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The most common eye strain symptoms include soreness and irritation as well as blurry vision and a sensitivity to light. Twitching is another one of the most common eye strain symptoms. Eyes may also feel heavy, and appear red and puffy. These days, many cases of eye strain are induced by staring at a computer monitor day in and day out. Such cases often display further symptoms, such as difficulty reading text on a printed page after reading on a computer and continuing to see images even after looking away from the monitor.
Eye strain symptoms tend to develop as a result of repetitively staring at a particular object for long periods of time, such as a chalkboard or textbook. In today's world, strain often occurs from being at the computer desk for too long. Computer-associated eye strain has become so common that the condition has its own name: Computer Vision Syndrome (CVS). Symptoms can often be resolved by taking a break from the computer. CVS symptoms are also often accompanied by a sore neck, headache, and fatigue—all predictable outcomes of intense fixation on a keyboard and monitor for extended periods of time.
Eye strain symptoms may also occur as a result of poor eyesight. Blurry vision and sore eyes are common symptoms associated with such cases. Fortunately, a trip to the optometrist usually can solve this problem. Optometrists can conduct vision tests and assess what prescription glasses or contact lenses are necessary to correct vision. There is also the option of corrective eye surgery, such as LASIK surgery, which offers a permanent, glasses-free solution to poor eyesight.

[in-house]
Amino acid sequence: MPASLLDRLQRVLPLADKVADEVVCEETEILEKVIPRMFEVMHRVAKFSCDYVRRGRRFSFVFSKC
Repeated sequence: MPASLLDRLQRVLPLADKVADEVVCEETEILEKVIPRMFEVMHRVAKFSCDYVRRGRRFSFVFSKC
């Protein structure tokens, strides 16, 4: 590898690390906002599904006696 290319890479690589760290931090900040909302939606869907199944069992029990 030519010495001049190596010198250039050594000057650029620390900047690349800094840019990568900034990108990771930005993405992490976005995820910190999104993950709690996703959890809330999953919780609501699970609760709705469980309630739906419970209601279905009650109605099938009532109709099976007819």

Eye strain symptoms are usually harmless. With chronic eye strain, however, there is an added risk of developing attention problems. Someone who regularly experiences eye twitching, headaches and other discomforts from focusing on objects too long may find it difficult to focus; without being able to focus, an individual may find paying attention, reading or learning painful and difficult.
If eye strain occurs from focusing too long on an object, and not from poor eyesight, then symptoms may be easy to alleviate without professional help. There are various exercises which can help relax and strengthen eye muscles. Such lessons can be sought out on the Internet or in books. Simply taking breaks to rest the eyes can also help tremendously.
In some cases, eye strain symptoms result from a problem with the muscles in the eye. This may be the case if one already has glasses, and if taking breaks and resting the eyes doesn't alleviate symptoms. Sometimes, problems with the eye muscles can be worked out with therapy. In other cases, they must be worked out by corrective surgery.
It's common for people suffering from eye strain to also experience back and neck pain. This comes from sitting at a desk for extended periods of time, hunched over while staring at a particular object. Taking frequent work breaks and developing better posture can help alleviate eye strain and back pain.
Twitching, headache and light sensitivity are my cues that I need to rest my eyes. I try not to stay on the computer too long without resting my eyes, but when that's not possible, I try to look away every now and then, and focus on an object at least 20 feet from me. That helps my eyes rest and gives them something to look at besides a computer screen.
My eye doctor said he's seeing people needing reading glasses and/or bifocals at younger ages all the time. He says he thinks it's from increased computer use, where people are using them for hours and hours at a time.
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